Northwestern Football will play (at least) 12 games this season, but not all games are created equal. The Wildcats travel to the Big House and Camp Randall in Big Ten play but also host non-conference opponents like Eastern Illinois and Ball State. So which game on the schedule is the most important? Ian McCafferty and Josh Rosenblat debate.
Ian: Northwestern's most important game this season is coincidentally also its first one, home against Stanford. Now I don't love saying that a team's first game is its most important, but I can make an exception due to the quality of the opponent. Non-conference games are incredibly important for the national perception of both teams and their conferences and Northwestern has a marquee matchup in week one.
If you asked Pat Fitzgerald directly he would probably tell you that all 12 games are equally as important or just not answer, but even he seems especially excited for the matchup with Stanford. In a quote from Henry Bushnell's profile of the Northwestern head coach, he made it a point to mention the season-opening contest:
One [reporter] frames a question by rattling off big-time, non-conference games that will affect the national perception of the Big Ten: "Minnesota-TCU, Michigan-Utah, Ohio State-Virginia Tech..." Finally, before the reporter can name a fourth, Fitzgerald cuts him off: "Northwestern-Stanford."
Northwestern does still have 11 games after the Wildcats play Stanford however, so Josh which game do you think is their most important?
Josh: In a similar sense, I also think Northwestern's most important game is an opener of some sorts: the first Big Ten clash of the season when Minnesota comes to Evanston. If Northwestern's non-conference schedule ends up looking like chalk (losses to Stanford and Duke and wins over Eastern Illinois and Ball State) heading into the Big Ten at 2-2 puts the season at a major crossroads. Lose the opener to Minnesota and fall below .500 having to travel the following week to play a Michigan team that no one really knows much about right now, especially because they have this new head coach who's kind of flying under the radar.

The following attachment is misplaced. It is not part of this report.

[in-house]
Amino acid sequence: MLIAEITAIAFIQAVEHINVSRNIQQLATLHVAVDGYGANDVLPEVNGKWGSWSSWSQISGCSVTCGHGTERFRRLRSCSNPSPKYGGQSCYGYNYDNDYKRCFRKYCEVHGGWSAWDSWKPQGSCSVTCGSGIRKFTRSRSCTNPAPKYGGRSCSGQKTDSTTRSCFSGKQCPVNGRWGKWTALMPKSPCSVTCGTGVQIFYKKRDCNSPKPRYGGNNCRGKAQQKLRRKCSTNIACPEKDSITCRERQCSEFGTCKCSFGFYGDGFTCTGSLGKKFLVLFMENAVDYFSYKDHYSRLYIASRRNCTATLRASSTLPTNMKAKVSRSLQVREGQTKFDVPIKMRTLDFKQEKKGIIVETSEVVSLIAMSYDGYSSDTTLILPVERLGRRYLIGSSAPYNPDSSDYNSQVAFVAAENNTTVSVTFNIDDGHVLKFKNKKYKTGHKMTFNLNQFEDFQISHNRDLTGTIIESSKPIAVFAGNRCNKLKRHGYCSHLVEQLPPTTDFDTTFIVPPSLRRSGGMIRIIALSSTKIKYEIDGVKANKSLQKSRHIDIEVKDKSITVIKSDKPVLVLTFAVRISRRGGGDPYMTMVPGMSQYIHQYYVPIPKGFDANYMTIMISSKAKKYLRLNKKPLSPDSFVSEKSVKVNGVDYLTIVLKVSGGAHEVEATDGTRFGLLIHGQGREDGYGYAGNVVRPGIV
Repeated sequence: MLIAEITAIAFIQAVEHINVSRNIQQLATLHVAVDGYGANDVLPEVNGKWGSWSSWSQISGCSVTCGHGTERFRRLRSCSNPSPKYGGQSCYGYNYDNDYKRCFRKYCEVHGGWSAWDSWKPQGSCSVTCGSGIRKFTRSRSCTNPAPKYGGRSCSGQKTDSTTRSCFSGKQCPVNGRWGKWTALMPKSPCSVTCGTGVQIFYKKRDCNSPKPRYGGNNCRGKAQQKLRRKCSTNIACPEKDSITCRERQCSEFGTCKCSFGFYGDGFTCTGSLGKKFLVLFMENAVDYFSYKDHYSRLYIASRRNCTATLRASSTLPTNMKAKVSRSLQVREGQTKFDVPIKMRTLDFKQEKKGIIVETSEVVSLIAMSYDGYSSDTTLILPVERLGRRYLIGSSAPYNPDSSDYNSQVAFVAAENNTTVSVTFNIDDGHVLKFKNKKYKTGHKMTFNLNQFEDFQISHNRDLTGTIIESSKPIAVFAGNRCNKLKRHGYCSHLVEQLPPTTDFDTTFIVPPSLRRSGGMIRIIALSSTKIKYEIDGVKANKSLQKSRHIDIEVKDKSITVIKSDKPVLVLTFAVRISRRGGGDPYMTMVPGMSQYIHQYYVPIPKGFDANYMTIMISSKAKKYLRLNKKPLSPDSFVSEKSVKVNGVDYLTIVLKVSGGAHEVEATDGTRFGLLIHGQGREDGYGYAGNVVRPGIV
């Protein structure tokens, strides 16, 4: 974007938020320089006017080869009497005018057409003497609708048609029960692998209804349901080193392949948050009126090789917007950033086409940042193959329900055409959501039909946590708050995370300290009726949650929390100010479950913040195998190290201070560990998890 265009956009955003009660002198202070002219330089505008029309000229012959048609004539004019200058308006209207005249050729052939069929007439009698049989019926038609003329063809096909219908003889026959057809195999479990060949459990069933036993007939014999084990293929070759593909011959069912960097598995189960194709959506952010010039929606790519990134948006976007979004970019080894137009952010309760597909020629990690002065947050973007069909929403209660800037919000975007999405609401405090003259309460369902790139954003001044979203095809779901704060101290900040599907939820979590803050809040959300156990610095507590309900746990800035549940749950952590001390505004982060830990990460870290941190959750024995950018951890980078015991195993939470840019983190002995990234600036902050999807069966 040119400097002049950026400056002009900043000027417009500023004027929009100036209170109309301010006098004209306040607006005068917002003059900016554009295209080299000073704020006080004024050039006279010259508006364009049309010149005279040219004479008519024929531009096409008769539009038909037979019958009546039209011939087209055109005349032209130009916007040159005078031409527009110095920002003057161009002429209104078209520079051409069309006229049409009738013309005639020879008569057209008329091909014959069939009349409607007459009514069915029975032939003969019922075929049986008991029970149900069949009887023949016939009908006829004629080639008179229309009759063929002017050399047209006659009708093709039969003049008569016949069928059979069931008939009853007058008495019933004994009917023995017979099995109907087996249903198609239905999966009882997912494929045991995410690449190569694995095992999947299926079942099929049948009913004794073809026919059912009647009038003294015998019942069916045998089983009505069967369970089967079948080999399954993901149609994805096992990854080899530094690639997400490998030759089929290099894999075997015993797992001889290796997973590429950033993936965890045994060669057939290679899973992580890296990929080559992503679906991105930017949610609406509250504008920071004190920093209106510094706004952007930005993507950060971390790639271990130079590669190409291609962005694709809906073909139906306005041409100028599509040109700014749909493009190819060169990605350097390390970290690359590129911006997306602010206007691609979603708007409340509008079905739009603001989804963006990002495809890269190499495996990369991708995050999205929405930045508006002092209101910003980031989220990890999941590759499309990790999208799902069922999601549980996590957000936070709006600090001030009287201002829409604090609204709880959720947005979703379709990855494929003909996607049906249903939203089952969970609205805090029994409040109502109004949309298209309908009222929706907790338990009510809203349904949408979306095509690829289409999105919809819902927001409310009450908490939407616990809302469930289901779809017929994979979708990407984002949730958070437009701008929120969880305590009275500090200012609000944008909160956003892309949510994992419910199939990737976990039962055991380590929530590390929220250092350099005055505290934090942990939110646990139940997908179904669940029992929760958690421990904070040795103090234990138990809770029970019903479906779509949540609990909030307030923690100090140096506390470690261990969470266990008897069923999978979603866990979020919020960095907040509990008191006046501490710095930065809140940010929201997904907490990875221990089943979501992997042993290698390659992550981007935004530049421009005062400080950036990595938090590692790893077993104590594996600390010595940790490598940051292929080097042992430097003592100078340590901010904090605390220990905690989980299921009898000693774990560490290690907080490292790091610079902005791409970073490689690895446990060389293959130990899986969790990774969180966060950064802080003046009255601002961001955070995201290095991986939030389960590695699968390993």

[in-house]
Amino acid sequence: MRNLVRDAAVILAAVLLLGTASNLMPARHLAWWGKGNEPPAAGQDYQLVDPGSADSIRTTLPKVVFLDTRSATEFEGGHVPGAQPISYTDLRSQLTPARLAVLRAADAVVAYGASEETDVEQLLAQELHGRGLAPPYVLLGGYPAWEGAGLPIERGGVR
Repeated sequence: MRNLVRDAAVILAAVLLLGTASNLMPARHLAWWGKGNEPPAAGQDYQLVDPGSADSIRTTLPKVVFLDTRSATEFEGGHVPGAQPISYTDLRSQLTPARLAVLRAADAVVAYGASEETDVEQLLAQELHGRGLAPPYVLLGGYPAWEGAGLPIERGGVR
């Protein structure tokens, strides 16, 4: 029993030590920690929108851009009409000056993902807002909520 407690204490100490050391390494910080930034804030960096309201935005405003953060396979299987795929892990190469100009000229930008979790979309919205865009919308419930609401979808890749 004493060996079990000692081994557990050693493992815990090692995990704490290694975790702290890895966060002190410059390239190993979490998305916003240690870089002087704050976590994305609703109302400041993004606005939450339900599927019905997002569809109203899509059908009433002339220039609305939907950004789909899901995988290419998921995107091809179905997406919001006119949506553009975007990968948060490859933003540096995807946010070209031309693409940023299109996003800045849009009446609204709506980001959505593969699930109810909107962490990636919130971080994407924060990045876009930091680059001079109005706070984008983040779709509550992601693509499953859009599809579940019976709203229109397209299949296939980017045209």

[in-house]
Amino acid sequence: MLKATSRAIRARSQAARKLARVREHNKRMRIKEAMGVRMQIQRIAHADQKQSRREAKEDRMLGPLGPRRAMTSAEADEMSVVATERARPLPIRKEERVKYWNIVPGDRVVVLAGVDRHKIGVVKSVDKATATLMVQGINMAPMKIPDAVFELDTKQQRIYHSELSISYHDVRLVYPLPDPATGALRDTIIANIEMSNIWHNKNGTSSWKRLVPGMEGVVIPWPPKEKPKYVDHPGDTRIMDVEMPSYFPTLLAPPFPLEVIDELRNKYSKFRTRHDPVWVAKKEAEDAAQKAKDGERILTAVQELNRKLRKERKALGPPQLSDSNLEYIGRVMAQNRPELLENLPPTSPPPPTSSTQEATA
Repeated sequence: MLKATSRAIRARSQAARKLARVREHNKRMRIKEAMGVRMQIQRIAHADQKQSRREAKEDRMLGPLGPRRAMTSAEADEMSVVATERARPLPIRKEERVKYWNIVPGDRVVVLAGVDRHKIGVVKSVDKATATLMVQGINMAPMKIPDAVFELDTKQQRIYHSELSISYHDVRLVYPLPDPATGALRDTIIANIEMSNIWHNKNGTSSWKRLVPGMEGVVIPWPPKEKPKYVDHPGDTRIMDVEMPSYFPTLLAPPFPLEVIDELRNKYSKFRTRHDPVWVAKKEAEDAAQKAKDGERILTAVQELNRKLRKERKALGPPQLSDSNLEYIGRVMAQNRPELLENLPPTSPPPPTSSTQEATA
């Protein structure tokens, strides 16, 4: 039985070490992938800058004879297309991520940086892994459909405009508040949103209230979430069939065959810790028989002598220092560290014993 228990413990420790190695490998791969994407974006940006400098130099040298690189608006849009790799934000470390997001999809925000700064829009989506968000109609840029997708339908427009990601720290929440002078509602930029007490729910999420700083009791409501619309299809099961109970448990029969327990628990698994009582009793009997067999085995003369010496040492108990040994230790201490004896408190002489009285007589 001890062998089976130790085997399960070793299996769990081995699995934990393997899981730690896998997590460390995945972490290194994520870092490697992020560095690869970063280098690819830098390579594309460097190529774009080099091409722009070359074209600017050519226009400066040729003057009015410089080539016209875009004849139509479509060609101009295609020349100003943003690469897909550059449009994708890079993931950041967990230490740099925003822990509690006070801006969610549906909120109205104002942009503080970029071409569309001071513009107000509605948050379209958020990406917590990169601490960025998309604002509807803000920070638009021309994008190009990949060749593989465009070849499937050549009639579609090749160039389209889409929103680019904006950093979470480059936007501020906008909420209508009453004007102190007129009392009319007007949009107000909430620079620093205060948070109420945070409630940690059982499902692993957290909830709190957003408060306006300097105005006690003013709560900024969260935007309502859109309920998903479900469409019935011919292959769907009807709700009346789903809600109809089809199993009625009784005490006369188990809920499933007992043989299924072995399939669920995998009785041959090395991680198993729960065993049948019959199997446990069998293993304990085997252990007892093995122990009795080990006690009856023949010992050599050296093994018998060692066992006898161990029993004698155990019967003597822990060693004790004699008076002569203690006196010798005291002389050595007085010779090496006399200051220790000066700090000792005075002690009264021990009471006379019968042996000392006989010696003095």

But on the flipside, beating Minnesota at home -- a very winnable game, might I add -- would give Northwestern a solid victory on which to build upon for a potential run at the West Division title.
In 2014, Northwestern went into Minnesota on a three-game winning streak that included wins at Penn State and against Wisconsin, only to lose to the Gophers 24-17. After that game, in which Northwestern played particularly poor, the Wildcats lost their next two games to Nebraska and Iowa by a combined score of 86-24 and a third to Michigan at home in what was one of the ugliest football games we've seen.
In 2013, Minnesota came to Evanston with Northwestern having the chance to right the ship after back-to-back losses to Ohio State and Wisconsin. The three-point defeat at the hands of the Gophers began a string of four-consecutive one-possession losses for Northwestern.
There's something about Minnesota that has gotten to Northwestern these past two seasons. It's not the sexiest game on the schedule, one of the least sexy actually, but that does not decrease its importance.